• Your approach is better because right now there is no way to tell what is your hot item. Suppose you sell a lot of packages and the current system may ‘calculate’ it as 1 carton and you can not tell if u need to order more packages or cartons or strips etc.

    Saturday, September 13, 2014 4:21 PM
  • Have the best of the both worlds. Have a qty column to store the lowest unit and have additional calculated fields to ease data manipulation. You might need to setup a DML trigger to update these calculated fields as the data changes.

    Satish Kartan http://www.sqlfood.com/


    if i do so , then i have to update the 3cols , and the qty in min unit column .
    Sunday, September 14, 2014 1:43 AM
  • Have the best of the both worlds. Have a qty column to store the lowest unit and have additional calculated fields to ease data manipulation. You might need to setup a DML trigger to update these calculated fields as the data changes.


    Satish Kartan http://www.sqlfood.com/


    if i do so , then i have to update the 3cols , and the qty in min unit column .
    Keep the lowest unit and whatever calculated fields you need (don't need to repeat the lowest unit field again with min qty)

    Satish Kartan http://www.sqlfood.com/

    Sunday, September 14, 2014 1:56 AM
  • It's better keep or manage a single unit.

    Conversation formula can be differ from product to product for that keep conversation formula( Pack size/Package)  with your product information .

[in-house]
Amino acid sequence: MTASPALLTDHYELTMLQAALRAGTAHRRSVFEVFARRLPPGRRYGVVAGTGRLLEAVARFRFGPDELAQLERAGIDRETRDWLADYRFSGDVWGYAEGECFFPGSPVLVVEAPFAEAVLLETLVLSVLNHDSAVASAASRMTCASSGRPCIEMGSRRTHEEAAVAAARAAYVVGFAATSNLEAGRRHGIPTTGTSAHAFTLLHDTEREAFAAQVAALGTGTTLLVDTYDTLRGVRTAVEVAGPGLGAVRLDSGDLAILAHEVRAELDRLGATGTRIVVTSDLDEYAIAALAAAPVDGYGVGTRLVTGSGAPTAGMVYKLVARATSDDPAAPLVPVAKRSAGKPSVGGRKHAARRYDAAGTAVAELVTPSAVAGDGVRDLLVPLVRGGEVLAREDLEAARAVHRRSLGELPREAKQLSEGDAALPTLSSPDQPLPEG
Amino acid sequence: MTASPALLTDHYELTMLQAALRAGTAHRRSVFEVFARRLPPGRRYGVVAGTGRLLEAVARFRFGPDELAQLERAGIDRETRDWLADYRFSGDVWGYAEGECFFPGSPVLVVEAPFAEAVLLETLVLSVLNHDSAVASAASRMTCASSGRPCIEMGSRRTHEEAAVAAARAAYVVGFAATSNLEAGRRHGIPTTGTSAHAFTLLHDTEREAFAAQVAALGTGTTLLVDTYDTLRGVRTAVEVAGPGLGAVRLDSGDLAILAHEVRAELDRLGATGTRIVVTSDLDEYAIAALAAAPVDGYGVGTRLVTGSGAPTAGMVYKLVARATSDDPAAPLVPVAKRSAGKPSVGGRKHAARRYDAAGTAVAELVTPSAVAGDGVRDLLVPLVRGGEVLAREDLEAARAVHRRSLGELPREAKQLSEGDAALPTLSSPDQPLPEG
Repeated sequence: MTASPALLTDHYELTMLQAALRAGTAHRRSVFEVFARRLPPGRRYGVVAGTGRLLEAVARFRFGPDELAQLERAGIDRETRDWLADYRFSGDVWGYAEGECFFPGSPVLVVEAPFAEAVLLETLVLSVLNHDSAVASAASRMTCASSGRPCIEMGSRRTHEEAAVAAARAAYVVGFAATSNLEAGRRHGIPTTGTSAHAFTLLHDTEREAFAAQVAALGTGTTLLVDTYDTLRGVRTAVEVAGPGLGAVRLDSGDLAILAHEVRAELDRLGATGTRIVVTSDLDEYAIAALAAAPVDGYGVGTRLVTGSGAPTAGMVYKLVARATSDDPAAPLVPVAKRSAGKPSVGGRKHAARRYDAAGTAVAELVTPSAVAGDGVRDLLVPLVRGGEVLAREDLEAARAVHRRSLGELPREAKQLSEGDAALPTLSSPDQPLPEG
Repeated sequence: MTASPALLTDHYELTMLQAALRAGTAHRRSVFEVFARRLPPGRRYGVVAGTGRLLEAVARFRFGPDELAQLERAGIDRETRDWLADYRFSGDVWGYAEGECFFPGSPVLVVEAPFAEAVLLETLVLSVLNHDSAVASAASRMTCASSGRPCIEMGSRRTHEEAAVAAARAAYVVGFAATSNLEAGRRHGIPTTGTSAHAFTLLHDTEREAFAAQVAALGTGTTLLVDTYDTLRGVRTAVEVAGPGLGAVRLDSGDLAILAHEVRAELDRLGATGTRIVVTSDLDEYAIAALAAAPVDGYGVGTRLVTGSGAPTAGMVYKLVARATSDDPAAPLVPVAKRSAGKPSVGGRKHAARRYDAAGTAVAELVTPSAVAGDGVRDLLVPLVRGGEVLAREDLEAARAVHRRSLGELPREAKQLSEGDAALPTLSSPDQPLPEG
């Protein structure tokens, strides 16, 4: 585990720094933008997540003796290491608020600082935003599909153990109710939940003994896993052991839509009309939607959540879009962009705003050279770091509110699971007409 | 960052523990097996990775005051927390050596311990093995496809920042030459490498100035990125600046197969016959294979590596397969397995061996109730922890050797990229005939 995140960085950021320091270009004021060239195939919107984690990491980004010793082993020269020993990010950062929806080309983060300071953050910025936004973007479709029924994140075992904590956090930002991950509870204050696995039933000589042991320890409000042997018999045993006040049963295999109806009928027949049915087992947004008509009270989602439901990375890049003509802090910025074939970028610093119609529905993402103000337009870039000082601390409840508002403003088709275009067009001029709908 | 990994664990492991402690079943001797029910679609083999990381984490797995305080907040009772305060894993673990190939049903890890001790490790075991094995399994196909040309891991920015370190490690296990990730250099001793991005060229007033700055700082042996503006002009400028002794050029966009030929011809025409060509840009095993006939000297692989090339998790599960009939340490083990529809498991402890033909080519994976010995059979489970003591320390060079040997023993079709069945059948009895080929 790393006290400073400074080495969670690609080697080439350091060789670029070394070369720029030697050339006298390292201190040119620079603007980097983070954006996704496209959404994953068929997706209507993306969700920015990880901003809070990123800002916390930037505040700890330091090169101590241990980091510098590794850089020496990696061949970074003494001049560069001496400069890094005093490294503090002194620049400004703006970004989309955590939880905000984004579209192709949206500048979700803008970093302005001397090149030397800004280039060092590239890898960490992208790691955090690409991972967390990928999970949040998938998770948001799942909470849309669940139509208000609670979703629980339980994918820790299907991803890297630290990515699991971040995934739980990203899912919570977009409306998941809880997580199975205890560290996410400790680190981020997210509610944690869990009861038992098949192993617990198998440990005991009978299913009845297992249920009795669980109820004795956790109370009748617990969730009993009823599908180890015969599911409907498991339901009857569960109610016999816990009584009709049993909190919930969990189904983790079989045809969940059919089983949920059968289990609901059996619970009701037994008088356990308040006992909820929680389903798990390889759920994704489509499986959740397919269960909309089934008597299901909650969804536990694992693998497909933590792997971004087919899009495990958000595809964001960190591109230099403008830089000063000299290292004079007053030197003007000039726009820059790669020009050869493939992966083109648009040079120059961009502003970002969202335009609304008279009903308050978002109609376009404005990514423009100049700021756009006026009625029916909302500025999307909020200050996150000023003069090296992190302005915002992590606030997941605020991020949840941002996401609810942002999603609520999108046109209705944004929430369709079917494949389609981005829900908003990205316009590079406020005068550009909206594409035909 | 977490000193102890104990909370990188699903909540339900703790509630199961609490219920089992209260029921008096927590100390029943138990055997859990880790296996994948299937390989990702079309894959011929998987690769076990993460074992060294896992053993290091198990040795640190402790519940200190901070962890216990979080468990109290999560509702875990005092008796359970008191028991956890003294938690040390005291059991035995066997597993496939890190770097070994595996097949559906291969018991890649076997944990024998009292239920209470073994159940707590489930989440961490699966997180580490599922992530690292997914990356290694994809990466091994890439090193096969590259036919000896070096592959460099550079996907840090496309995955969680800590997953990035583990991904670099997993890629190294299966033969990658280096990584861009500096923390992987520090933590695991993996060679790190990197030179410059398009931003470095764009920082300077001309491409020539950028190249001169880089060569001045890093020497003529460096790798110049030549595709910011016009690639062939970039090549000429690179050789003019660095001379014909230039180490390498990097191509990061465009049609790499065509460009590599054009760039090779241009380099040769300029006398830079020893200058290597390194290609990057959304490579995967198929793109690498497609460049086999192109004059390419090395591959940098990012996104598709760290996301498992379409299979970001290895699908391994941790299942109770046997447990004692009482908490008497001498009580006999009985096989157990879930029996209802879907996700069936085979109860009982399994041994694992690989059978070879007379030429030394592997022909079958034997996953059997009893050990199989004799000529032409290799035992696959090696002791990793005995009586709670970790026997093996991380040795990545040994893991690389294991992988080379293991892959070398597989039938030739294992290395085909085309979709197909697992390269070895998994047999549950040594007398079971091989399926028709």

Keep one quantity  field in your transactional table in smallest unit. When it is required say in report them make convert it through a global user defined function.


    Ahsan Kabir Please remember to click Mark as Answer and Vote as Helpful on posts that help you. This can be beneficial to other community members reading the thread. http://www.aktechforum.blogspot.com/

    Sunday, September 14, 2014 11:19 AM
  • I found a problem using 3 cols , and it is that i can buy 2 cartons , then i will have

    2 cartons , 0 packages , 0 strips , so , if i try to sell 2 strips , i will not be able to do so .

    this is the only problem i can see now .

    if you see another one , please tell me .

    Sunday, September 14, 2014 7:13 PM
  • It is more related to the business logic , you cannot sell 2 strips because you SIMPLE do not have it in the WH...

    Best Regards,Uri Dimant SQL Server MVP, http://sqlblog.com/blogs/uri_dimant/

    MS SQL optimization: MS SQL Development and Optimization
    MS SQL Consulting: Large scale of database and data cleansing
    Remote DBA Services: Improves MS SQL Database Performance
    SQL Server Integration Services: Business Intelligence

    Monday, September 15, 2014 5:50 AM